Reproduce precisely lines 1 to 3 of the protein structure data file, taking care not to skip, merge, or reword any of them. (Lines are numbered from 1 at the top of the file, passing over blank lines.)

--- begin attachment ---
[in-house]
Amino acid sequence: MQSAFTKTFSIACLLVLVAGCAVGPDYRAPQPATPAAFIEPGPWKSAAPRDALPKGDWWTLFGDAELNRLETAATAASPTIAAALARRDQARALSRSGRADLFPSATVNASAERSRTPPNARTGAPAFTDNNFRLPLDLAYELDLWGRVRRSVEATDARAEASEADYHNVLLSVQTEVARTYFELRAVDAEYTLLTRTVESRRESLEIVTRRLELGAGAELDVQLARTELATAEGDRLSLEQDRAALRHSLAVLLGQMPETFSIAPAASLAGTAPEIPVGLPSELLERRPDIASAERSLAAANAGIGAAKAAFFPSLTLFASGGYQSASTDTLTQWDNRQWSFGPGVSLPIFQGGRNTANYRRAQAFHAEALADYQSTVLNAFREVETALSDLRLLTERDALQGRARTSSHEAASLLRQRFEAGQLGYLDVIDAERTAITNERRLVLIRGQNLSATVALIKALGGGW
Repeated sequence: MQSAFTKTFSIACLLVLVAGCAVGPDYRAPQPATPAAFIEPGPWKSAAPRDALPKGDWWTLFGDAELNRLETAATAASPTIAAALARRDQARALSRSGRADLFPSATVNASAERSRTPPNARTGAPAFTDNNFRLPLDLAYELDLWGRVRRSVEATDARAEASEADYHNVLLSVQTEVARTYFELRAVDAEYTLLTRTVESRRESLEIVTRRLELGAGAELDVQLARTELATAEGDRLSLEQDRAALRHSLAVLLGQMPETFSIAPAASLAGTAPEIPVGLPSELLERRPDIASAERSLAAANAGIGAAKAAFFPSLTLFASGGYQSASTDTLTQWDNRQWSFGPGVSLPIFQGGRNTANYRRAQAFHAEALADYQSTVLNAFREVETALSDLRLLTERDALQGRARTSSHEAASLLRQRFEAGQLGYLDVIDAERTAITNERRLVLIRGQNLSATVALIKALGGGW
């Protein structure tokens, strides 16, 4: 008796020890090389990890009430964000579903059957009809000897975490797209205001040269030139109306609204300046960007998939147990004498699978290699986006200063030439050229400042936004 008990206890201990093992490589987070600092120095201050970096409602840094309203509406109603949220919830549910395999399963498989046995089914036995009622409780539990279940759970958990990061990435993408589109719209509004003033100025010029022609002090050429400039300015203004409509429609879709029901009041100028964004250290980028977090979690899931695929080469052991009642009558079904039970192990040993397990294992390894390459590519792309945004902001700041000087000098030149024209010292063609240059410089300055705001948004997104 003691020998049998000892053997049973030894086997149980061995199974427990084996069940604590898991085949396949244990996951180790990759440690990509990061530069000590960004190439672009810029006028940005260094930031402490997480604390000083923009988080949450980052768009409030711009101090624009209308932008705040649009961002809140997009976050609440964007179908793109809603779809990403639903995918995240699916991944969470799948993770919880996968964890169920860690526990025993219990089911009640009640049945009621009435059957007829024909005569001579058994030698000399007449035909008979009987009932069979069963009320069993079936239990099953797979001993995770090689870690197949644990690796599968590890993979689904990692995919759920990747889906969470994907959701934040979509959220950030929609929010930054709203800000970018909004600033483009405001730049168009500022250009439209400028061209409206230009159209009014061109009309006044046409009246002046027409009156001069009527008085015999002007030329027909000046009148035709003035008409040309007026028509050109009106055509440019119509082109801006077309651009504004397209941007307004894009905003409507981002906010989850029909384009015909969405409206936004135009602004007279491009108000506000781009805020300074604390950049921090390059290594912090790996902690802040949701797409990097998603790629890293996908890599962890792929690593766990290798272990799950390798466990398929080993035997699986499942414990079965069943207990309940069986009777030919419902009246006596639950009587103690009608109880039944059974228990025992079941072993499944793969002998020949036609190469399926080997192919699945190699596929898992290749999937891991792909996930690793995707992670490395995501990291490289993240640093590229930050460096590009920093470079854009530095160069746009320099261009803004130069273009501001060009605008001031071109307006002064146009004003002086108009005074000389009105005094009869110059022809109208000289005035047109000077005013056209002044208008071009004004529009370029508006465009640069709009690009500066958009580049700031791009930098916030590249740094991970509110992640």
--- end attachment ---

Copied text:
[in-house]
Amino acid sequence: MQSAFTKTFSIACLLVLVAGCAVGPDYRAPQPATPAAFIEPGPWKSAAPRDALPKGDWWTLFGDAELNRLETAATAASPTIAAALARRDQARALSRSGRADLFPSATVNASAERSRTPPNARTGAPAFTDNNFRLPLDLAYELDLWGRVRRSVEATDARAEASEADYHNVLLSVQTEVARTYFELRAVDAEYTLLTRTVESRRESLEIVTRRLELGAGAELDVQLARTELATAEGDRLSLEQDRAALRHSLAVLLGQMPETFSIAPAASLAGTAPEIPVGLPSELLERRPDIASAERSLAAANAGIGAAKAAFFPSLTLFASGGYQSASTDTLTQWDNRQWSFGPGVSLPIFQGGRNTANYRRAQAFHAEALADYQSTVLNAFREVETALSDLRLLTERDALQGRARTSSHEAASLLRQRFEAGQLGYLDVIDAERTAITNERRLVLIRGQNLSATVALIKALGGGW
Repeated sequence: MQSAFTKTFSIACLLVLVAGCAVGPDYRAPQPATPAAFIEPGPWKSAAPRDALPKGDWWTLFGDAELNRLETAATAASPTIAAALARRDQARALSRSGRADLFPSATVNASAERSRTPPNARTGAPAFTDNNFRLPLDLAYELDLWGRVRRSVEATDARAEASEADYHNVLLSVQTEVARTYFELRAVDAEYTLLTRTVESRRESLEIVTRRLELGAGAELDVQLARTELATAEGDRLSLEQDRAALRHSLAVLLGQMPETFSIAPAASLAGTAPEIPVGLPSELLERRPDIASAERSLAAANAGIGAAKAAFFPSLTLFASGGYQSASTDTLTQWDNRQWSFGPGVSLPIFQGGRNTANYRRAQAFHAEALADYQSTVLNAFREVETALSDLRLLTERDALQGRARTSSHEAASLLRQRFEAGQLGYLDVIDAERTAITNERRLVLIRGQNLSATVALIKALGGGW